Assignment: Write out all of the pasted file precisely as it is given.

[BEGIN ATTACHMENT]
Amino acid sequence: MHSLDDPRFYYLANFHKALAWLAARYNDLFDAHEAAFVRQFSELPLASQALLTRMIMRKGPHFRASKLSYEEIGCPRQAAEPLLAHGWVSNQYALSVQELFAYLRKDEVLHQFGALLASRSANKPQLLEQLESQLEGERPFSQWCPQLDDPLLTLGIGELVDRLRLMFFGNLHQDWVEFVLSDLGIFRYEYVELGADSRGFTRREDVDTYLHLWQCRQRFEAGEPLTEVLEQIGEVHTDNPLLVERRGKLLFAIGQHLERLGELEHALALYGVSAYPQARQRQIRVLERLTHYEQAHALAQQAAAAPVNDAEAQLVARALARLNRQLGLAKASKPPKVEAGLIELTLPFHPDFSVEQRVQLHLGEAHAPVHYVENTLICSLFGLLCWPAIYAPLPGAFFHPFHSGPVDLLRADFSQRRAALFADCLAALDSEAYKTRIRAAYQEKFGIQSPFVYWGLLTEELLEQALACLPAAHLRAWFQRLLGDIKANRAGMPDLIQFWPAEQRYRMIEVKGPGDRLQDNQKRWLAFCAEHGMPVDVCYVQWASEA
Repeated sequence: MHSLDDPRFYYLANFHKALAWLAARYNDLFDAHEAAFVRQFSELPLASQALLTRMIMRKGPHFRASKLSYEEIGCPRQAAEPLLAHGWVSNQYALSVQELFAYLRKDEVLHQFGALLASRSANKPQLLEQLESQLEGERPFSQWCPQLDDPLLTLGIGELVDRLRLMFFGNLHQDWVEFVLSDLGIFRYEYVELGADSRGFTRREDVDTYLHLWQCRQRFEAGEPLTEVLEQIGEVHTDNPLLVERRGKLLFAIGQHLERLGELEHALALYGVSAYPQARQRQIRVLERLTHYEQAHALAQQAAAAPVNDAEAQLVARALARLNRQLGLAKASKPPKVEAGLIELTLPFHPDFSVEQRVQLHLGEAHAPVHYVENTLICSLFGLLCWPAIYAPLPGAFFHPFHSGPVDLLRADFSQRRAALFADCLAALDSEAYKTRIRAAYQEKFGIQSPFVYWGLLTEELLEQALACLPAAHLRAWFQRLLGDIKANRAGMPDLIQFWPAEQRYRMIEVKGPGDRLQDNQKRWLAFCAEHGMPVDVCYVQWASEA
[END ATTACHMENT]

Amino acid sequence: MHSLDDPRFYYLANFHKALAWLAARYNDLFDAHEAAFVRQFSELPLASQALLTRMIMRKGPHFRASKLSYEEIGCPRQAAEPLLAHGWVSNQYALSVQELFAYLRKDEVLHQFGALLASRSANKPQLLEQLESQLEGERPFSQWCPQLDDPLLTLGIGELVDRLRLMFFGNLHQDWVEFVLSDLGIFRYEYVELGADSRGFTRREDVDTYLHLWQCRQRFEAGEPLTEVLEQIGEVHTDNPLLVERRGKLLFAIGQHLERLGELEHALALYGVSAYPQARQRQIRVLERLTHYEQAHALAQQAAAAPVNDAEAQLVARALARLNRQLGLAKASKPPKVEAGLIELTLPFHPDFSVEQRVQLHLGEAHAPVHYVENTLICSLFGLLCWPAIYAPLPGAFFHPFHSGPVDLLRADFSQRRAALFADCLAALDSEAYKTRIRAAYQEKFGIQSPFVYWGLLTEELLEQALACLPAAHLRAWFQRLLGDIKANRAGMPDLIQFWPAEQRYRMIEVKGPGDRLQDNQKRWLAFCAEHGMPVDVCYVQWASEA
Repeated sequence: MHSLDDPRFYYLANFHKALAWLAARYNDLFDAHEAAFVRQFSELPLASQALLTRMIMRKGPHFRASKLSYEEIGCPRQAAEPLLAHGWVSNQYALSVQELFAYLRKDEVLHQFGALLASRSANKPQLLEQLESQLEGERPFSQWCPQLDDPLLTLGIGELVDRLRLMFFGNLHQDWVEFVLSDLGIFRYEYVELGADSRGFTRREDVDTYLHLWQCRQRFEAGEPLTEVLEQIGEVHTDNPLLVERRGKLLFAIGQHLERLGELEHALALYGVSAYPQARQRQIRVLERLTHYEQAHALAQQAAAAPVNDAEAQLVARALARLNRQLGLAKASKPPKVEAGLIELTLPFHPDFSVEQRVQLHLGEAHAPVHYVENTLICSLFGLLCWPAIYAPLPGAFFHPFHSGPVDLLRADFSQRRAALFADCLAALDSEAYKTRIRAAYQEKFGIQSPFVYWGLLTEELLEQALACLPAAHLRAWFQRLLGDIKANRAGMPDLIQFWPAEQRYRMIEVKGPGDRLQDNQKRWLAFCAEHGMPVDVCYVQWASEA